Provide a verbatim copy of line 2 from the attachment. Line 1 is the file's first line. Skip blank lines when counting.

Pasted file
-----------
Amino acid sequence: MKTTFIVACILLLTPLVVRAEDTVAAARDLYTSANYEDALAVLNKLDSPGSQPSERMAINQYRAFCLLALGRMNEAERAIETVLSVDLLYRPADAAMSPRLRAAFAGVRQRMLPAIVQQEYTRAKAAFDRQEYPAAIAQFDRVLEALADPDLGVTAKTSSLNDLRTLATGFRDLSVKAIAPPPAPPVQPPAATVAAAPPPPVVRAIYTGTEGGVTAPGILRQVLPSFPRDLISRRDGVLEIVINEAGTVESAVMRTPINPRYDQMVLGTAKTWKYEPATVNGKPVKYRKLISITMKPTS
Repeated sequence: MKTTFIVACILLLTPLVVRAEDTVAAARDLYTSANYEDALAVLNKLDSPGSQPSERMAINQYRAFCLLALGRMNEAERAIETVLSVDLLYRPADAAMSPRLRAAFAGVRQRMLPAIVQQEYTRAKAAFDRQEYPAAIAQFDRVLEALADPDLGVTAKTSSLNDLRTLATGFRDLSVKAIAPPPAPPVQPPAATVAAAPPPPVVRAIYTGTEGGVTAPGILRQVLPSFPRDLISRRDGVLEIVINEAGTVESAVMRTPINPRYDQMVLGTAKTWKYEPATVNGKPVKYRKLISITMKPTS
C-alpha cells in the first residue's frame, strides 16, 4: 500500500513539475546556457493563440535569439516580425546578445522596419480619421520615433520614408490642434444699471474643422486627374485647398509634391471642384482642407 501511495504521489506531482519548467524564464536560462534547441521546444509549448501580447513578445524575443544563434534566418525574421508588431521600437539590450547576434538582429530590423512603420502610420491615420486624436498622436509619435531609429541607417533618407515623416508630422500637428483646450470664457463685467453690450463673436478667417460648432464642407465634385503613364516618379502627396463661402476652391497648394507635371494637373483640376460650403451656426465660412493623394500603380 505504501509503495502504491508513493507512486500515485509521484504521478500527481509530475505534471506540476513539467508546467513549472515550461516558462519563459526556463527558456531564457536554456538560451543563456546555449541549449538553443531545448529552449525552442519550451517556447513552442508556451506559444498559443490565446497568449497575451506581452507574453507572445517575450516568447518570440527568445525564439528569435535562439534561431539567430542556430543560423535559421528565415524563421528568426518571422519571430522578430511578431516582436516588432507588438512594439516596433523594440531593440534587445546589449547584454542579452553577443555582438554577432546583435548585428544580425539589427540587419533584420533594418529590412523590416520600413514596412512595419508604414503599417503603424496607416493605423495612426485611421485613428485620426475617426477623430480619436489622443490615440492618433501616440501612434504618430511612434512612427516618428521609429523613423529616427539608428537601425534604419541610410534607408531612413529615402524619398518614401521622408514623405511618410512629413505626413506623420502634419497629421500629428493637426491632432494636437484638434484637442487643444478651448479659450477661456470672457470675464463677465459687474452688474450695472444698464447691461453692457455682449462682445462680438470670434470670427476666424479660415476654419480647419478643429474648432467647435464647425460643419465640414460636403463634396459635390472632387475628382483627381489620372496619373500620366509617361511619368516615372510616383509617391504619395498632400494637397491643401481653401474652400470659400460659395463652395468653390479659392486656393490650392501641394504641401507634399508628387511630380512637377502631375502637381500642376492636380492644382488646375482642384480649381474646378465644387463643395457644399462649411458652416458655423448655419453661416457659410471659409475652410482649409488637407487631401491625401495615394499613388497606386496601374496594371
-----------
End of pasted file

Repeated sequence: MKTTFIVACILLLTPLVVRAEDTVAAARDLYTSANYEDALAVLNKLDSPGSQPSERMAINQYRAFCLLALGRMNEAERAIETVLSVDLLYRPADAAMSPRLRAAFAGVRQRMLPAIVQQEYTRAKAAFDRQEYPAAIAQFDRVLEALADPDLGVTAKTSSLNDLRTLATGFRDLSVKAIAPPPAPPVQPPAATVAAAPPPPVVRAIYTGTEGGVTAPGILRQVLPSFPRDLISRRDGVLEIVINEAGTVESAVMRTPINPRYDQMVLGTAKTWKYEPATVNGKPVKYRKLISITMKPTS